Biggert Announces Subcommittee Hearing On Proposal To Strengthen FHA, RHS, and Ginnie Mae
May 23, 2011 -
Insurance, Housing and Community Opportunity Subcommittee Chairman Judy Biggert announced today the Subcommittee will meet for a legislative hearing on reforming the Federal Housing Administration, the Rural Housing Service, and Ginnie Mae. The hearing will take place on Wednesday, May 25 at 10 a.m. in room 2128 Rayburn.
The hearing is part of the Financial Services Committee’s ongoing effort to build a stronger housing finance system that protects taxpayers from future bailouts and encourages the private sector to reenter the mortgage market.
Subcommittee Chairman Biggert said, “The FHA, RHS, and Ginnie Mae play a major role in the mortgage finance market, and reform of these agencies is critical to restoring stability and strength to the housing sector. The Subcommittee will explore reforms to improve their financial condition, enhance lender enforcement tools, and bring private sector capital back into the market. Our goal is to determine a future role for these government mortgage programs that strikes the right balance for taxpayers and homebuyers."
The hearing will focus on a draft legislative proposal, which can be viewed here, to protect taxpayers, including giving HUD the authority to disqualify poor quality lenders from participating in the program; establishing an independent chief financial officer for Ginnie Mae and a new Deputy Assistant Secretary for Risk position at FHA; and requiring a 5 percent down payment for all FHA loans. The Rural Housing Service, under the discussion draft, would be moved to the Department of Housing and Urban Development where its mission to serve rural areas would be strengthened using the housing expertise and financial tools available in the Department.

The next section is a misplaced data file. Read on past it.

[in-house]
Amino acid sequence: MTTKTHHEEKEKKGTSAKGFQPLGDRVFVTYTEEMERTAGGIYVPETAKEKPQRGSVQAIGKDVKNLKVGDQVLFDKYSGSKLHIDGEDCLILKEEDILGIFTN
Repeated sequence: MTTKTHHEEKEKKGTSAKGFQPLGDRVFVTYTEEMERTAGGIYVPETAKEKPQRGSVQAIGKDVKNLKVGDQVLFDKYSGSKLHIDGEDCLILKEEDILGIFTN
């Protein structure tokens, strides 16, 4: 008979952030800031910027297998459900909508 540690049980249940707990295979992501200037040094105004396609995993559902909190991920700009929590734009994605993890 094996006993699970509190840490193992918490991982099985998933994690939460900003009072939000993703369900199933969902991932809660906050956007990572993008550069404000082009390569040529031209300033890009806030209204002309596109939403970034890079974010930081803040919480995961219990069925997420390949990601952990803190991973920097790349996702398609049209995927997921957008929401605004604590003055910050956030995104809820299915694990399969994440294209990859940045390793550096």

Financial Services Committee Chairman Spencer Bachus said, “This hearing and legislative proposal come at a pivotal moment, as the Committee debates the future of the mortgage finance system, and in particular, government guarantee programs that could expose taxpayers to significant losses.”
The FHA insurance program was established in 1934 to insure mortgages made by private lending institutions. The program was intended to be self-funded. Mortgages backed by the FHA carry an explicit 100 percent government guarantee in the event a borrower defaults. The recent increase in delinquencies and foreclosures across the nation has had a detrimental impact on the financial health of the FHA. In November 2010, the annual actuarial report on FHA’s financial position found that the capital reserve ratio for the Mutual Mortgage Insurance Fund was 0.50 percent, well below the statutorily mandated level of 2 percent.
Witnesses scheduled to testify:
Katie Alitz, President, Council for Affordable and Rural Housing
Michael D. Berman, Chairman, Mortgage Bankers Association
Mark Calabria, Director of Financial Regulation Studies, Cato Institute
Peter Carey, Director of Self-Help Enterprises, Inc.
Brian Chappelle, Partner, Potomac Partners
Peter W. Evans, Partner, Moran and Company
Basil Petrou, Managing Partner, Federal Financial Analytics, Inc.
Ron Phipps, President, Phipps Realty
Barry Rutenberg, First Vice Chairman, National Association of Home Builders